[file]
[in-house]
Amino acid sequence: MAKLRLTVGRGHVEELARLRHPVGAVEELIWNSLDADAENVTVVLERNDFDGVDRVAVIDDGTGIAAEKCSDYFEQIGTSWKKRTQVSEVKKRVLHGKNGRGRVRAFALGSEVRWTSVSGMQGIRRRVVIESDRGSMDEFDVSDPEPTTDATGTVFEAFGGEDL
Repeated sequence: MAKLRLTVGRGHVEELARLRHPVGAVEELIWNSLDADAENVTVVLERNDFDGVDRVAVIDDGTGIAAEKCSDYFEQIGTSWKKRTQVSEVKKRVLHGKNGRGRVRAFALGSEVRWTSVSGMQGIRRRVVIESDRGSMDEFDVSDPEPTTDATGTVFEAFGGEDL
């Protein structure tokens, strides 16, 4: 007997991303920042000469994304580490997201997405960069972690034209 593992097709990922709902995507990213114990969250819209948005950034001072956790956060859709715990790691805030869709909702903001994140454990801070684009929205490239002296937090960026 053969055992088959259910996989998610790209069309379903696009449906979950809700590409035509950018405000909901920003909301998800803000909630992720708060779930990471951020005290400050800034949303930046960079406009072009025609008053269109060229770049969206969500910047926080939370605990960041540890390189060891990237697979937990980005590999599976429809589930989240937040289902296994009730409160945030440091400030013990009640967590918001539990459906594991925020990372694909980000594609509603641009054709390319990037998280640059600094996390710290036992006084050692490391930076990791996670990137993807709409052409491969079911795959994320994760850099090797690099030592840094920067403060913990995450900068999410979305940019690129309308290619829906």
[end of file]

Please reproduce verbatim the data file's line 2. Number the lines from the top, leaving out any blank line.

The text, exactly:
Amino acid sequence: MAKLRLTVGRGHVEELARLRHPVGAVEELIWNSLDADAENVTVVLERNDFDGVDRVAVIDDGTGIAAEKCSDYFEQIGTSWKKRTQVSEVKKRVLHGKNGRGRVRAFALGSEVRWTSVSGMQGIRRRVVIESDRGSMDEFDVSDPEPTTDATGTVFEAFGGEDL